Usually the same mcu port is used to interface to the LCD for both read and write operations.
Make sure that you configure the port as input or output as required for a read or write operation, respectively.
 

ErnieM

Joined Apr 24, 2011
8,055
Great. If you can display characters then the LCD is initialized properly. So it is just a code issue.

The one issue I did not like in your code is you leave the E enable line active (high) when you have completed a command. I use a library of functions from Microchip (that of course I've modified) for LCD and this is the order of operations that the library reads the devices:

Rich (BB code):
unsigned char read_lcd()
{
    unsigned char r;
    regsel = 1;
    readwrite = 1;
    Delay500nS();
    enable = 1;        // activate the enable
    Delay500nS();
    r = P0;
    enable = 0;        // disable the enable
    return r;
}
I don't think that is your issue but something to consider before calling the work "all done."

MrChips point about the direction of the Port is well taken. I don't use the 89C52 so I can't check that. Does "regsel = 1;" make that port an input port? That is what need to be right there.

The point that i'm not getting is that, how do you set the address in the code before you read?
Do you have routines to set WHERE on the display the characters appear? That is setting the DDRAM address which determines where the letters appear. It also sets where you could be reading characters.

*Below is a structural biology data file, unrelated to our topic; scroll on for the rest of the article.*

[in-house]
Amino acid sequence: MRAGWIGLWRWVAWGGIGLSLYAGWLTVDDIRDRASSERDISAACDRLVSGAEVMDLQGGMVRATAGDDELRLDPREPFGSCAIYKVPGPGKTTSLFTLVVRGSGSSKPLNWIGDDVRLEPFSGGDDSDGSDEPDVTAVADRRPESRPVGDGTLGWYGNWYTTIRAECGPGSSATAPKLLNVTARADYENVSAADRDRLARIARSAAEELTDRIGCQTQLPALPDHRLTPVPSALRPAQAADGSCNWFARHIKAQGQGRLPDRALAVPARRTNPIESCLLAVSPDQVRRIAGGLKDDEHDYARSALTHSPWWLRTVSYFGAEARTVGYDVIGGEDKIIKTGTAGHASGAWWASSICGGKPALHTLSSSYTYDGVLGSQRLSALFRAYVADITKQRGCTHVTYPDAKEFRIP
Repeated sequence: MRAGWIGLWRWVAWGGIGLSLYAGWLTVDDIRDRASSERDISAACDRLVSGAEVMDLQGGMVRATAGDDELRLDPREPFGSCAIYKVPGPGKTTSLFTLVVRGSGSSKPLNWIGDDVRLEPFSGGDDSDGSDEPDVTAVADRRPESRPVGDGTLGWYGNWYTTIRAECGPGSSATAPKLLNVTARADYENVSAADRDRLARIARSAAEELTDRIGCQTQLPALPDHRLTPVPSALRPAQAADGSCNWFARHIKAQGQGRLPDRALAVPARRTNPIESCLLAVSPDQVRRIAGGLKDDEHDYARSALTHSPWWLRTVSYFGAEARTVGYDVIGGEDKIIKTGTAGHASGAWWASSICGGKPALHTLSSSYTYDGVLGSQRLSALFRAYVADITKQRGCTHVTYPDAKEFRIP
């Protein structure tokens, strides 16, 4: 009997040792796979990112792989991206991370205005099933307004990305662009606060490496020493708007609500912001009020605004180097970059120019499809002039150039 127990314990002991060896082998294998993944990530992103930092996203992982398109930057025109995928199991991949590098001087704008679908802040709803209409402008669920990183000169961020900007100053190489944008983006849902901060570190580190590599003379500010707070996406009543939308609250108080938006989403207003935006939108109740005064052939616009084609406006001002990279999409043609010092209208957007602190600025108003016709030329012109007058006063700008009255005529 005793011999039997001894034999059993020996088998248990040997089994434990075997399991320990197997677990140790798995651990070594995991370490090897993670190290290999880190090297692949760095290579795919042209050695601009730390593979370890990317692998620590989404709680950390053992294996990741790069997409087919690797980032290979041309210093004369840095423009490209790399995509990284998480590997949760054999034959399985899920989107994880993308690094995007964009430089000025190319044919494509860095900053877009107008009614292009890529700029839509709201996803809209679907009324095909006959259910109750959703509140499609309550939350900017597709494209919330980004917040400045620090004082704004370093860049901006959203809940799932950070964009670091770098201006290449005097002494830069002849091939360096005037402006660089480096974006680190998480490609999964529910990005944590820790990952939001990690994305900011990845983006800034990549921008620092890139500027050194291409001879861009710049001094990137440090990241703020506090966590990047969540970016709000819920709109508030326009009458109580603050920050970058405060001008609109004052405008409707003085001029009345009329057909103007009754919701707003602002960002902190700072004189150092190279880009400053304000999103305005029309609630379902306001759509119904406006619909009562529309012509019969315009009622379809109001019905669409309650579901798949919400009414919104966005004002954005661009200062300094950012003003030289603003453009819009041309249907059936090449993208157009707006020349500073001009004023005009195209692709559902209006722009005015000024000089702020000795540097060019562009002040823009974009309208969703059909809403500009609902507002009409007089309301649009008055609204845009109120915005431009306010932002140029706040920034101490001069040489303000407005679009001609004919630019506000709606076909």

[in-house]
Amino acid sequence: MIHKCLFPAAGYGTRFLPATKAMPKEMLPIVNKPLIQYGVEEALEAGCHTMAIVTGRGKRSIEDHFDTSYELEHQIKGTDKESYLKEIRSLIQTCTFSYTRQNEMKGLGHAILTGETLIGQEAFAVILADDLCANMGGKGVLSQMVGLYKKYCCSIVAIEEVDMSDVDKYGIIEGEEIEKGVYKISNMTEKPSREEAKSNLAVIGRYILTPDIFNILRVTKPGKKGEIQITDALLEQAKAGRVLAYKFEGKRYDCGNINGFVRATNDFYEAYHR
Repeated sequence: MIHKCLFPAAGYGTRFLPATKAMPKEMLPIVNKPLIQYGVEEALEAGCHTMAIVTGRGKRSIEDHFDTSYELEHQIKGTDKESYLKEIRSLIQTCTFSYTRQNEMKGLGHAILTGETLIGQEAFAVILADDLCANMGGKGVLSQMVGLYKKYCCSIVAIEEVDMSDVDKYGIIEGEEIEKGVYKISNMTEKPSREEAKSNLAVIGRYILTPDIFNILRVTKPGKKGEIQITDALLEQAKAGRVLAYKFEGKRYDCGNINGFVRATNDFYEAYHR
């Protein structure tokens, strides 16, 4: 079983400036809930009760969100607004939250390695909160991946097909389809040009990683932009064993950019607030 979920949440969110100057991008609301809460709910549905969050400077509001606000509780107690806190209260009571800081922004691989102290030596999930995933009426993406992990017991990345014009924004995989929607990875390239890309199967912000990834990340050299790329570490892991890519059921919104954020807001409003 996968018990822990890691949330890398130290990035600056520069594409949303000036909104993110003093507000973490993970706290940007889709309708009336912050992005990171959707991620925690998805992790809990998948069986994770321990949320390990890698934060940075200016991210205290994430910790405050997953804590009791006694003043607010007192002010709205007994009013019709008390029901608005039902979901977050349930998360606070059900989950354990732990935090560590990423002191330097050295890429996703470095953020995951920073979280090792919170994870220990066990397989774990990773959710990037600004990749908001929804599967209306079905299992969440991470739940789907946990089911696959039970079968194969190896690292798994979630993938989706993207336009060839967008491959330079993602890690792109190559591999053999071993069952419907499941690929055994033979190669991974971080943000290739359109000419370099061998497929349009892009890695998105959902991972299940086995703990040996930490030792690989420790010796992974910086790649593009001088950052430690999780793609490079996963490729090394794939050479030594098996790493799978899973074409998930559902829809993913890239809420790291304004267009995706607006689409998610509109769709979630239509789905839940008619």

astrotom

Joined Jul 14, 2012
16
I am not sure here as I have never read from an lcd before, but don't you have to set the cursor back to beginning of line 1 to read anything? After the write operation, the cursor is set at the end. So there is no data to read i guess? So set the cursor back to beginning by passing 0x80 as a hex data to the command register. I am not sure if this works. This is just something I learned from file i/o in c++.
 

ErnieM

Joined Apr 24, 2011
8,055
I am not sure here as I have never read from an lcd before, but don't you have to set the cursor back to beginning of line 1 to read anything? After the write operation, the cursor is set at the end. So there is no data to read i guess? So set the cursor back to beginning by passing 0x80 as a hex data to the command register. I am not sure if this works. This is just something I learned from file i/o in c++.
Yes you typically have to do that. When you write characters into the display the internal character address will either automatically increment or decrement (you can set it either way) for every character written. So you do indeed have to set the DDRAM address to where you want to start reading from.

AFAIK the pixel data address CGRAM will only auto increment but the same applies: you need to point it to where you wish to begin reading.

For the 4 line display I used the lines live at these addresses:

Rich (BB code):
#define LINE_1  0x80  // home first line
#define LINE_2  0xC0  // home second line
#define LINE_3  0x94  // home third line
#define LINE_4  0xD4  // home fourth line